I’d like to thank Michał Pierzchała for his input on this article.

Should your next App be written in Flutter?

This post appeared originally on medium.com. Hence, the comments here are disabled – head there for discussion.

If you are a mobile developer, you must have noticed a bit of fuss around Google’s new, shiny SDK: Flutter. And if you are a mobile developer interested in creating a new app, you might have wondered: is it a viable option for your next project? In nearly every event that I’ve been to that touches on Flutter, I heard similar questions: Is Flutter mature enough for production? Does it support my favorite API? Why would I choose it over my current SDK? Let’s examine these concerns a bit closer.

New, or too new?

Unless you are just experimenting with different tech stacks, you probably think of releasing your new app to the wide world at some point. And you really don’t want to get stuck at the most tedious step of the development lifecycle, discovering that pushing your bundle to customers requires black magic.

Well, don’t fret! While Flutter’s official page lists just several major showcase apps, there’s a community-driven list of apps already in the wild that use the SDK. Surely people releasing those are not sorcerers! It’s doable and it’s being done.

But if you can’t stop wondering how the deployment of your Flutter app looks like, you need to remember that essentially you’ll be releasing a regular Android and/or iOS app with your Flutter code compiled into native libraries. Google has already provided some guides on how to do that on for iOS and Android, and several CI services (such as Bitrise, and Cirrus) have explicit support for Flutter apps. There’s even one service dedicated exclusively to Flutter.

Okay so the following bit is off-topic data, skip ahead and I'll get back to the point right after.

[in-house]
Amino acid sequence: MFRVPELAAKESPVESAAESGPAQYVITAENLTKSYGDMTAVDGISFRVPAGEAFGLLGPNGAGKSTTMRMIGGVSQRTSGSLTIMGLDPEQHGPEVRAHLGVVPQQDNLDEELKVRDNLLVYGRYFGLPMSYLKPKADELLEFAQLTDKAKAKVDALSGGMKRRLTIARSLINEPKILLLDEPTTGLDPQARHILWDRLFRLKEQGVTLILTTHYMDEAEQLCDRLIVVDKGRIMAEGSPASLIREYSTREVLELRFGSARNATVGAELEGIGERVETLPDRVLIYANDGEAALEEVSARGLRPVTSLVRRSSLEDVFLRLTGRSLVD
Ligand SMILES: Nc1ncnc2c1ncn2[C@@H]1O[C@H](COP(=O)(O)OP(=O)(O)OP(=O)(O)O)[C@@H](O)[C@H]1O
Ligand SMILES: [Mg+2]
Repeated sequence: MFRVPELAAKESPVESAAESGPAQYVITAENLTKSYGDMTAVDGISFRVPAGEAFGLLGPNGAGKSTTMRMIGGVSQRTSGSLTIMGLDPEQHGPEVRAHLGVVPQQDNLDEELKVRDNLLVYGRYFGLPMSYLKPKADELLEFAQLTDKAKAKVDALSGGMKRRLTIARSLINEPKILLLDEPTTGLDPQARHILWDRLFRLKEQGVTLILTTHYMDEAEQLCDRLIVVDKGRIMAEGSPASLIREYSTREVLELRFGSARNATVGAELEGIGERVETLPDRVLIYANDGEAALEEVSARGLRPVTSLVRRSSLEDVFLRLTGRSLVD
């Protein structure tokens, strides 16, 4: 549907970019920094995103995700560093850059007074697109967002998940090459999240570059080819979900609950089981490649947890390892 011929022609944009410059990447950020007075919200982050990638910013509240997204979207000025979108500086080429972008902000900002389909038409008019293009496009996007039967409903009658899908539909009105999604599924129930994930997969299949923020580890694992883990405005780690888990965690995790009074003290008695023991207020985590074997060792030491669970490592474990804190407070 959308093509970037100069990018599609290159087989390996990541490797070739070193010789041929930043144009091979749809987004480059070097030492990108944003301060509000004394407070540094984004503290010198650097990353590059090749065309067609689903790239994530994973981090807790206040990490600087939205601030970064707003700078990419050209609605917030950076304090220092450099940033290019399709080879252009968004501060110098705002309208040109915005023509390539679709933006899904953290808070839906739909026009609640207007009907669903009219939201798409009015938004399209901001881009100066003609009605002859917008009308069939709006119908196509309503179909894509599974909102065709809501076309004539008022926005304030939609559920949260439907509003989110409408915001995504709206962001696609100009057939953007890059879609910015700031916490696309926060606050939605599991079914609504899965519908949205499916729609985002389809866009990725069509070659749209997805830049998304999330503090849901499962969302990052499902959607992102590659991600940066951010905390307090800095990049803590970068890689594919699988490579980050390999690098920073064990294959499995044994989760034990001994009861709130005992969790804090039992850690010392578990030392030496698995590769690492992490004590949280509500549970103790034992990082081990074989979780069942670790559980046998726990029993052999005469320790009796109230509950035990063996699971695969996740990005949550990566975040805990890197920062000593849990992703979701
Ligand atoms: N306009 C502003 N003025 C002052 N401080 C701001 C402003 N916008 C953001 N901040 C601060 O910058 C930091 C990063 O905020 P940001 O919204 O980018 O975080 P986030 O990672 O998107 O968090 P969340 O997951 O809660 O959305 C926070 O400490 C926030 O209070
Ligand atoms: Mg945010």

More than just shiny

When Google presents Flutter, they like to show off insane animations, and repeat its impressive 60 fps rendering as a key feature of their SDK. But we in the real world know that eye-candy is often just an addition to the core functionality of our products. What good is 60 fps if you can’t integrate with your backend? You might as well sell fancy bricks.

Fortunately, Google maintains a listing of Flutter-compatible packages, that you can search through and explore. Many of those are written by Google engineers if you are wondering what’s the quality of those (if you don’t believe, check out their repository pages). And you can see there’s a lot of various packages — ranging from state management through UI features to operations support.

Naturally, that doesn’t mean that everything is already provided. If you depend on an obscure data format, you might need to write a bridge between the native code and your Flutter code using platform channels (shameless plug — see also my nifty presentation on that). And if you want to reuse your fancy UI, rather than rewriting it in Flutter, you can do that as well!

No painkillers necessary

With all this focus on what you can do, it’s easy to forget about You. While the features and possibilities of Flutter can be encouraging, you need to know if developing with it is going to hurt.

I need to be very frank here — the Flutter toolset is one of the main reasons I fell in love with it. First of all, the flutter command line tool is so stress-free that I’m eager to start new projects with it. Frankly, you might not even need more than it, but if you’re more inclined towards having everything done in your IDE, you can do that as well with plugins for Android Studio/IntelliJ and VS Code.

The development process itself is also nifty! With hot reload you can instantly see the changes to the widgets while you code. It preserves your widgets’ state, so there’s no need for redoing any operations that led you to your view. Of course, this comes with a downside: if you need the state to be reset, you’ll need to restart your app.

Moreover, Flutter comes with a set of tools to assist you in debugging — especially when it comes to the visual aspects of your app.

Do as Shia LaBeouf says

All of these arguments might be convincing, but the ultimate argument lies in practice. So find yourself a fun task, and try Flutter out! I’m pretty sure that after several hours of working with it, you’ll feel that it’s been the right thing to do.

As with any software, Flutter SDK is not flawless. Remember to reach out to the growing community if you feel stuck. Have fun, and see you there!